During the Second World War, President Franklin D. Roosevelt and the United States Congress knew of the vicious persecution European Jews faced under the Third Reich, yet in spite of this knowledge, they tightened immigration restrictions rather than loosen them. For virtually the entire war, U.S. isolationists kept the gates of America shut to Jewish refugees, throwing up barriers to every plan proposed, but finally, in June 1944, Roosevelt announced his intention to bring in one thousand refugees outside the rigid quotas. Using the term “guests” for these refugees, the President circumvented governmental policy to provide temporary sanctuary and a glimmer of hope to people who desperately needed both.
In Haven, Ruth Gruber provides an intimate glimpse into the amazing odyssey of Roosevelt’s personal “guests.” Chosen to accompany the refugees from Italy to the United States, Gruber knew first-hand the political wranglings behind the scenes and the harrowing tales of the refugees themselves. Her book uncovers the humanity behind the politics, leading us from the highest offices in Washington, D.C. onto the deck of the transport ship Henry Gibbins, and then to the barracks of the Fort Ontario Emergency Refugee Shelter in Oswego, New York. Along the way, she takes us into the lives of the 982 refugees, interweaving their stories of death and survival with the moving account of their voyage from war-torn Europe to the safety and struggle of life in America.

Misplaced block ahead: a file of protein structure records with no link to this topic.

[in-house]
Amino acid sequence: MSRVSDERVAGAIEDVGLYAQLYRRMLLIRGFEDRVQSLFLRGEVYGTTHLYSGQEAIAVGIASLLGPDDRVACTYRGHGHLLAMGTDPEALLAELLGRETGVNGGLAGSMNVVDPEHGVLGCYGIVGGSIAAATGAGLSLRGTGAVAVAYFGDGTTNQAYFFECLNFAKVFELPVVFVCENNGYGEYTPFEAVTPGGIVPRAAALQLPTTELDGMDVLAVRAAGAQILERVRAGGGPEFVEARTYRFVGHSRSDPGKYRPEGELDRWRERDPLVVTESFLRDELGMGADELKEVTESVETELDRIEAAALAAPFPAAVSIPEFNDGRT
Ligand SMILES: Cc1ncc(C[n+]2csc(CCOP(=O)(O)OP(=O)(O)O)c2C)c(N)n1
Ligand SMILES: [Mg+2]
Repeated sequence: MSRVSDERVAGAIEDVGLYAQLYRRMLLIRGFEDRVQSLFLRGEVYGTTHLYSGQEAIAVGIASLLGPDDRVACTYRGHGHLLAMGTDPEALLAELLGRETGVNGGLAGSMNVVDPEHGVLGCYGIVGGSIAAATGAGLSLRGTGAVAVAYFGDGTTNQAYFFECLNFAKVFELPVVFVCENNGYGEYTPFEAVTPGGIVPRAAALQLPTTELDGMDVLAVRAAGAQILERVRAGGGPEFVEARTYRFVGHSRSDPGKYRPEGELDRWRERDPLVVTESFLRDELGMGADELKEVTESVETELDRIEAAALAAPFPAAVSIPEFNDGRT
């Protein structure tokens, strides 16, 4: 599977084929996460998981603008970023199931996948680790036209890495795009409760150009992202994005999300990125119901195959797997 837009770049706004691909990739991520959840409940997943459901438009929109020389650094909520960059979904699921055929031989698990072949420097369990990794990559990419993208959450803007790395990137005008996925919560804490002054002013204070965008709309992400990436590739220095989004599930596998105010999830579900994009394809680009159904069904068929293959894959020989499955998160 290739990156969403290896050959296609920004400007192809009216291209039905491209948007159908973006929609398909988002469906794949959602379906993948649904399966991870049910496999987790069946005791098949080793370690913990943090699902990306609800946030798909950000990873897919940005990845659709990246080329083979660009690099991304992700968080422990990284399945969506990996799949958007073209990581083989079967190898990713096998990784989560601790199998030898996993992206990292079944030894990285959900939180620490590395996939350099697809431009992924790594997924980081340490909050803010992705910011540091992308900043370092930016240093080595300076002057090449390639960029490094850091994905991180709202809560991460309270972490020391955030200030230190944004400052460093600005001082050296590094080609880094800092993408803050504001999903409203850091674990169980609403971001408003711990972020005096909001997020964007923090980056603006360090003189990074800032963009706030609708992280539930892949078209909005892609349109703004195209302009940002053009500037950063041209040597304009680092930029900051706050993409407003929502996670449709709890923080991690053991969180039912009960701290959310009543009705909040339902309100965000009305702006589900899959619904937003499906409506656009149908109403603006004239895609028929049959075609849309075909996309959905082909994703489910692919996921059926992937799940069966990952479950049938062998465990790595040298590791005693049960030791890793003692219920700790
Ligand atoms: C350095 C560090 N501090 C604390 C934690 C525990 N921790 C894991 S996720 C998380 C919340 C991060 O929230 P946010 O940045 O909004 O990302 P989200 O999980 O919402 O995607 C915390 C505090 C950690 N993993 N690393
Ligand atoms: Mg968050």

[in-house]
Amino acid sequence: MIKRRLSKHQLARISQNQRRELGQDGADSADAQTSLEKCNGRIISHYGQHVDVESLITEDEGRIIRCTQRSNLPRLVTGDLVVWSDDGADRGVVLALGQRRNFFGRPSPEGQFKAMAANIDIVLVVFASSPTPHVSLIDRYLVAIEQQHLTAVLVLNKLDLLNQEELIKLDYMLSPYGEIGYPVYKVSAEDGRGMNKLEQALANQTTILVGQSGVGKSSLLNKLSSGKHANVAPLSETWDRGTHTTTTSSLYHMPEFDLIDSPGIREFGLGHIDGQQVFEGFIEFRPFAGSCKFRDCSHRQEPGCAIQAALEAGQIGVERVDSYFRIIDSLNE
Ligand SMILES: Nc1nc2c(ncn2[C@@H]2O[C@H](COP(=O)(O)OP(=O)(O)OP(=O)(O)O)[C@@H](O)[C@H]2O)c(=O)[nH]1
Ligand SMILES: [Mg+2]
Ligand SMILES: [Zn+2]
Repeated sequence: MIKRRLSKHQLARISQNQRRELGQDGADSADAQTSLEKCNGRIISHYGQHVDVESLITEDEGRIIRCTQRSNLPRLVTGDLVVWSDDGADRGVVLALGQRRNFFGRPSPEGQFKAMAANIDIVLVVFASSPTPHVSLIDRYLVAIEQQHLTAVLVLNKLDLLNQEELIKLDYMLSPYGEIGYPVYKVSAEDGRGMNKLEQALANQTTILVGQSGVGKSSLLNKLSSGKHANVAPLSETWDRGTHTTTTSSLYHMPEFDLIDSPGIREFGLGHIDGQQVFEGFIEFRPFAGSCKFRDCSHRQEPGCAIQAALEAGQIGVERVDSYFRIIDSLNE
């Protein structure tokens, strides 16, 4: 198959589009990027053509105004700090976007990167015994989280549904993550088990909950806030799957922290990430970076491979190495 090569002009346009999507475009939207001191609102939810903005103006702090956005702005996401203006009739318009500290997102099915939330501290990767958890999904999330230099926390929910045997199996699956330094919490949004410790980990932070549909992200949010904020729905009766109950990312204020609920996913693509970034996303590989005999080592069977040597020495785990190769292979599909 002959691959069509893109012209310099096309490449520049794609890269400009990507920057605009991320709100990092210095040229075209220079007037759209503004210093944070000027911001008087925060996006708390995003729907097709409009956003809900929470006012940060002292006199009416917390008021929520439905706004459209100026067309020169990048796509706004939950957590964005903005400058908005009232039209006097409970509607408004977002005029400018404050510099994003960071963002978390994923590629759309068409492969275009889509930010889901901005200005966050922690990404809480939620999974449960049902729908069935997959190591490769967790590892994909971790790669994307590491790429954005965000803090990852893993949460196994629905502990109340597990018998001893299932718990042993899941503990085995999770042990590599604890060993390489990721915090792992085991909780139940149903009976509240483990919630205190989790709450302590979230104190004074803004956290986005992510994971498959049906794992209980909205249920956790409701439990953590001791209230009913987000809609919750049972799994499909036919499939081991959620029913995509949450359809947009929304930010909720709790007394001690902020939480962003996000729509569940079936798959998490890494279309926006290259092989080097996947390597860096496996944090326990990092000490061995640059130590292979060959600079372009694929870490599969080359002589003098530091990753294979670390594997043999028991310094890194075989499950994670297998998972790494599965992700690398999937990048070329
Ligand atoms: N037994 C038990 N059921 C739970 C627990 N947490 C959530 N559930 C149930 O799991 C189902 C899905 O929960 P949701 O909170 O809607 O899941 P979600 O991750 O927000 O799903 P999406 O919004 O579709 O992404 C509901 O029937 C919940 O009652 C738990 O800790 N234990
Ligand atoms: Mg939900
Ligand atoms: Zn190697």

At Fort Ontario, these refugees, predominantly Jewish and hailing from eighteen different countries, began to build a community. Gruber relates how slowly they re-established the rhythms, routines and practices of daily life, at least as far as their undefined immigrant status would allow. The children attended school; couples married; the residents published a newsletter and put on variety shows. However, their peaceful life behind the fences of Fort Ontario belied the tension and uncertainty they felt over their future. Unable to venture outside the camp, the refugees relied on Gruber and other allies to take their case to Congress and the American public, asking that they be allowed to remain in the United States. Gruber, known to the refugees as “Mother Ruth,” also bolstered their spirits and nurtured their hope until finally, eighteen months after the refugees first arrived at Fort Ontario, President Truman allowed them to enter the country legally.
Haven, Gruber’s own dramatic story, as well as that of the refugees, has recently been reissued. This latest edition includes a new Foreword by Dava Sobel, an added chapter describing Gruber’s years as a journalist and her life beyond Fort Ontario, a special Appendix from the 1946 Congressional Record listing the names of all the camp’s residents, and reprints of two articles about the refugees. The book also includes an index and numerous photographs from onboard the Henry Gibbins and inside Fort Ontario.
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|TABLE OF CONTENTS|
|The Struggle in Washington||1|
|The Voyage of the Henry Gibbins||51|
|The Oswego Adventure||117|
|After They Crossed the Rainbow Bridge||249|